"As Egypt’s Muslim Brotherhood attempts to consolidate its political control of Egypt’s presidency and parliament, the formation of a new 'Christian Brotherhood' was announced on July 5. The new movement does not have the endorsement of the Coptic Orthodox Church and is described by its founders as either a 'sectarian' or a 'liberal and secular' organization that will or will not seek political power, depending on who is asked. Unlike the Muslim Brotherhood, which is still officially unrecognized in Egypt, the new movement will register with the Egyptian Ministry of Social Affairs to obtain legal status. The announcement came at a time of growing sectarian tensions and protests following incidents such as an attack by bearded Islamists on a Coptic woman in the Cairo suburb of Ma’adi for not wearing a veil (al-Masry al-Youm [Cairo], July 7)...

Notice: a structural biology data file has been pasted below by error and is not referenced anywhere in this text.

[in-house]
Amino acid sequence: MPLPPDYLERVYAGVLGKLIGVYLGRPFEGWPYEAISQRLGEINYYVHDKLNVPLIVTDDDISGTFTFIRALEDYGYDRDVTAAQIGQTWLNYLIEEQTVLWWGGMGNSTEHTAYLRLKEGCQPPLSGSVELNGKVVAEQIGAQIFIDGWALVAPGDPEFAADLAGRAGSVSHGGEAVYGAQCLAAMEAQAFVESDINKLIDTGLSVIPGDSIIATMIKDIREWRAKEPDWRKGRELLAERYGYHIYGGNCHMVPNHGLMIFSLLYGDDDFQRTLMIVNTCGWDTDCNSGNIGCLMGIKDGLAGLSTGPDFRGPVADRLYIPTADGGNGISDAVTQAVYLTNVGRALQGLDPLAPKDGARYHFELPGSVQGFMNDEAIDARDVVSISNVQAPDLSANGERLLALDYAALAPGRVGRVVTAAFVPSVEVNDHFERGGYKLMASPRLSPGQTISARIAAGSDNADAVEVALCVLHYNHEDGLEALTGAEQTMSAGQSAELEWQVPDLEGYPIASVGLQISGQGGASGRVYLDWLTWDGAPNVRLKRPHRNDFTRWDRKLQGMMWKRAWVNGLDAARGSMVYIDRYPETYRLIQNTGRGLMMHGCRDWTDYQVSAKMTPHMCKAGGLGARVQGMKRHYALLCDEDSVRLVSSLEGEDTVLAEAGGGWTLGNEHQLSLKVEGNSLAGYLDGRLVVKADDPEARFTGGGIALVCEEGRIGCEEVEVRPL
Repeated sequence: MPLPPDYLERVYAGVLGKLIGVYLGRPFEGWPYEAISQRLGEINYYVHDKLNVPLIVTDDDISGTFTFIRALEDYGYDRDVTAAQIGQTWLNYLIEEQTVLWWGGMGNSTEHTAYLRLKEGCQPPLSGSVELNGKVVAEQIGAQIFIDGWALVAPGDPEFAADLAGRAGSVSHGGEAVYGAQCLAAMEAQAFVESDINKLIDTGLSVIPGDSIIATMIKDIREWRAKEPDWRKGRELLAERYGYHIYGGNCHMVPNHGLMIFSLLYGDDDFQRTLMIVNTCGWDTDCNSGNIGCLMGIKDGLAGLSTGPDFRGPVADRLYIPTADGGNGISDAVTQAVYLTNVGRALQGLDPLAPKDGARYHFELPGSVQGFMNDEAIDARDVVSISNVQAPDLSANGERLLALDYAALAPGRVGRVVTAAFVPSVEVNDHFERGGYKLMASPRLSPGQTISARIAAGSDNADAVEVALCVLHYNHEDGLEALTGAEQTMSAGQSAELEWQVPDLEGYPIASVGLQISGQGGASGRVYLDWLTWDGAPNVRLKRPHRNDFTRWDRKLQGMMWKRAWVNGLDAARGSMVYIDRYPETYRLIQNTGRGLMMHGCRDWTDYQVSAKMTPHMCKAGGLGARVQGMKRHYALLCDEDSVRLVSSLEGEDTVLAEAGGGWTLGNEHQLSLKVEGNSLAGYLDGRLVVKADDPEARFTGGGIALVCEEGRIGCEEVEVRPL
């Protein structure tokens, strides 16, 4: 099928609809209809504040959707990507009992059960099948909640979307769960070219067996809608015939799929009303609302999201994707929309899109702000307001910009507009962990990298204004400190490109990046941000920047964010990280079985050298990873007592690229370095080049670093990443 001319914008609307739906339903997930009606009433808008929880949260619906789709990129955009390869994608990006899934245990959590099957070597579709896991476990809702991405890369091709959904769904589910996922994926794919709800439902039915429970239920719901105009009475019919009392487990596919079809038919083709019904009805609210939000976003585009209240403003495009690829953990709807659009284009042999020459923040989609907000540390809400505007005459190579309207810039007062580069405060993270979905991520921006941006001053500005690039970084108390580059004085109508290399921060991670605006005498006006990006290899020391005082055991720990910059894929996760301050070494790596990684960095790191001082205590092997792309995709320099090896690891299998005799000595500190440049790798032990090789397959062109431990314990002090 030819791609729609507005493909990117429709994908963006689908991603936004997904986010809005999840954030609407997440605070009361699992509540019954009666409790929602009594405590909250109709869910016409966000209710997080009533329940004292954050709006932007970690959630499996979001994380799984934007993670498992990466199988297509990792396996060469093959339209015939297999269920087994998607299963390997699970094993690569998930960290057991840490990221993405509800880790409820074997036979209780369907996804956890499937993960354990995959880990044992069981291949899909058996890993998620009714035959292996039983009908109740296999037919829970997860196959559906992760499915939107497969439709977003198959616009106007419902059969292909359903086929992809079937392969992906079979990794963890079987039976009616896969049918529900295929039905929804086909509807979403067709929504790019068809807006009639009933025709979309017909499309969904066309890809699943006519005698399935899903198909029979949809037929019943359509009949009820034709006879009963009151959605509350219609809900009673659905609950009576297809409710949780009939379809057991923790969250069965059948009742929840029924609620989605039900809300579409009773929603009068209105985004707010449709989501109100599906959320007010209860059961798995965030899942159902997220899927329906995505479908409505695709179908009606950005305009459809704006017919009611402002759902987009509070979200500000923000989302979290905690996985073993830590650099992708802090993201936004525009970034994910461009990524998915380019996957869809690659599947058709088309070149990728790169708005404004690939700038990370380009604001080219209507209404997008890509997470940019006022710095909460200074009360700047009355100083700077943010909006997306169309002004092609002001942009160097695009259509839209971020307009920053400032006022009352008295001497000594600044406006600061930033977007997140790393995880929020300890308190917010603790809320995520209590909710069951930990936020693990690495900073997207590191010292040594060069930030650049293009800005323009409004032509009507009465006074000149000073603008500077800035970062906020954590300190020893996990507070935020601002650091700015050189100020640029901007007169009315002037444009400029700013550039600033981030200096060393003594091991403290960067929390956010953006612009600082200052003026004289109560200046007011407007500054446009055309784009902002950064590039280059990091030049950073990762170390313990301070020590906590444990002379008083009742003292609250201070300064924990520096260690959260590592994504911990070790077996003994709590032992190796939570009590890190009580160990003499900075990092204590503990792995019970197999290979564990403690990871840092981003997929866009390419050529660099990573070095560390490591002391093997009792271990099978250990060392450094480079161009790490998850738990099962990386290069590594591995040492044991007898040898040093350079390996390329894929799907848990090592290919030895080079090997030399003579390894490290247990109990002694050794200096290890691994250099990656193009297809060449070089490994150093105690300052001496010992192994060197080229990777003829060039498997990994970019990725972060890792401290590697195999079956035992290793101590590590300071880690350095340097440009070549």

"Mamdouh Nakhla described some of the goals of the new movement in a recent interview with a pan-Arab daily (al-Sharq al-Awsat, July 7). Noting that the political model of the Muslim Brotherhood (MB) has been very successful in Egypt, Nakhla insists that the Christian Brotherhood (CB) will follow this model, at times almost slavishly – for instance, the CB’s political wing will be called Hizb al-Adala wa’l-Hurryiya (Justice and Freedom Party) in imitation of the Muslim Brotherhood’s Ḥizb al-Ḥurriya wa ‘l-Adala (Freedom and Justice Party). The CB will also be led by a 'Supreme Guide,' just as in the MB. According to Nakhla, 'We have been convinced by the Muslim Brotherhood’s success in coming to power, particularly as this group is still officially illegal. This is why we intend to implement this same idea, utilizing even the same hierarchy and positions, which may even have the same names…'First, it's not at all clear from this what the goals of the new Christian Brotherhood actually are. Beyond that, it seems likely that if this catches on at all, it will primarily attract Coptic youth as long as the hierarchy remains ambivalent.